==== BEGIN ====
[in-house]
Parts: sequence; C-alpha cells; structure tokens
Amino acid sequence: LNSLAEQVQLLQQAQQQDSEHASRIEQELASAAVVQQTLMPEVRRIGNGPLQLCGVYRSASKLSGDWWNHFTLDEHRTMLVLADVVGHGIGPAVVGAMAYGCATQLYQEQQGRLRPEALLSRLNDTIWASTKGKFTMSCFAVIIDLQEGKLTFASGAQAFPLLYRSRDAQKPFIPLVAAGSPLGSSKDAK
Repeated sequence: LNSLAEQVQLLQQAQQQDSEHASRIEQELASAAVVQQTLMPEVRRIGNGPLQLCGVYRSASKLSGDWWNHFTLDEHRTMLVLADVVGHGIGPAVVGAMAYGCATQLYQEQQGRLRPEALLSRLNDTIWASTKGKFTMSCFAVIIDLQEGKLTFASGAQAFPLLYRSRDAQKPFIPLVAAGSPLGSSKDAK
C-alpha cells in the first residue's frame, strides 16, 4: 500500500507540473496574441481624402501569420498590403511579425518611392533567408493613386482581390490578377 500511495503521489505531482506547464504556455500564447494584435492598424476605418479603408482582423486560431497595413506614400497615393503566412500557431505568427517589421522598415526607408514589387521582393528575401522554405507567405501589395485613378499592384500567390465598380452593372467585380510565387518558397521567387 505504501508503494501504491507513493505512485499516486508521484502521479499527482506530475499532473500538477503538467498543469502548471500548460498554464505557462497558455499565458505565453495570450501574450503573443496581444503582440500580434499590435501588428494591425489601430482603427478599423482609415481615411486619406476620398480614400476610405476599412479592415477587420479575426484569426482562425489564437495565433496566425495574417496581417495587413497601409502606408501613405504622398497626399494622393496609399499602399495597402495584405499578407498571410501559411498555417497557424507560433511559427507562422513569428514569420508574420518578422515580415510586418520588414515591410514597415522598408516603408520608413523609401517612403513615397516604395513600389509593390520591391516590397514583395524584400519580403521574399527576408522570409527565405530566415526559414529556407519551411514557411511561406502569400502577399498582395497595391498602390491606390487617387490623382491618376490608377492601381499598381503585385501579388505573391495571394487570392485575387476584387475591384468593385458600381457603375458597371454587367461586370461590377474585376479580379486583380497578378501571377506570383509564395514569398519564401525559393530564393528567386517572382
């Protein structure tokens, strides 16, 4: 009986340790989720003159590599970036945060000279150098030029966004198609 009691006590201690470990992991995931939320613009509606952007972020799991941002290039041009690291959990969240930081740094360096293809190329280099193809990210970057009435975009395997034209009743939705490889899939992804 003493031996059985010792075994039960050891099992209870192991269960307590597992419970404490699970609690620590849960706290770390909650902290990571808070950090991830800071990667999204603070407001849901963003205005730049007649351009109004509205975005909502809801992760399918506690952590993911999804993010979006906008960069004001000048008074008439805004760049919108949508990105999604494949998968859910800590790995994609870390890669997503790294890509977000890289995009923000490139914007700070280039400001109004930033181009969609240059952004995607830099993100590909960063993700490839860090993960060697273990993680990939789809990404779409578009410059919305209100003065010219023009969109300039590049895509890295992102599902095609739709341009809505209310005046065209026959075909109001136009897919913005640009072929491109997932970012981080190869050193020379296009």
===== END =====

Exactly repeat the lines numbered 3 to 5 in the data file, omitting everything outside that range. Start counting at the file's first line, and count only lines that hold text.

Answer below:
Amino acid sequence: LNSLAEQVQLLQQAQQQDSEHASRIEQELASAAVVQQTLMPEVRRIGNGPLQLCGVYRSASKLSGDWWNHFTLDEHRTMLVLADVVGHGIGPAVVGAMAYGCATQLYQEQQGRLRPEALLSRLNDTIWASTKGKFTMSCFAVIIDLQEGKLTFASGAQAFPLLYRSRDAQKPFIPLVAAGSPLGSSKDAK
Repeated sequence: LNSLAEQVQLLQQAQQQDSEHASRIEQELASAAVVQQTLMPEVRRIGNGPLQLCGVYRSASKLSGDWWNHFTLDEHRTMLVLADVVGHGIGPAVVGAMAYGCATQLYQEQQGRLRPEALLSRLNDTIWASTKGKFTMSCFAVIIDLQEGKLTFASGAQAFPLLYRSRDAQKPFIPLVAAGSPLGSSKDAK
C-alpha cells in the first residue's frame, strides 16, 4: 500500500507540473496574441481624402501569420498590403511579425518611392533567408493613386482581390490578377 500511495503521489505531482506547464504556455500564447494584435492598424476605418479603408482582423486560431497595413506614400497615393503566412500557431505568427517589421522598415526607408514589387521582393528575401522554405507567405501589395485613378499592384500567390465598380452593372467585380510565387518558397521567387 505504501508503494501504491507513493505512485499516486508521484502521479499527482506530475499532473500538477503538467498543469502548471500548460498554464505557462497558455499565458505565453495570450501574450503573443496581444503582440500580434499590435501588428494591425489601430482603427478599423482609415481615411486619406476620398480614400476610405476599412479592415477587420479575426484569426482562425489564437495565433496566425495574417496581417495587413497601409502606408501613405504622398497626399494622393496609399499602399495597402495584405499578407498571410501559411498555417497557424507560433511559427507562422513569428514569420508574420518578422515580415510586418520588414515591410514597415522598408516603408520608413523609401517612403513615397516604395513600389509593390520591391516590397514583395524584400519580403521574399527576408522570409527565405530566415526559414529556407519551411514557411511561406502569400502577399498582395497595391498602390491606390487617387490623382491618376490608377492601381499598381503585385501579388505573391495571394487570392485575387476584387475591384468593385458600381457603375458597371454587367461586370461590377474585376479580379486583380497578378501571377506570383509564395514569398519564401525559393530564393528567386517572382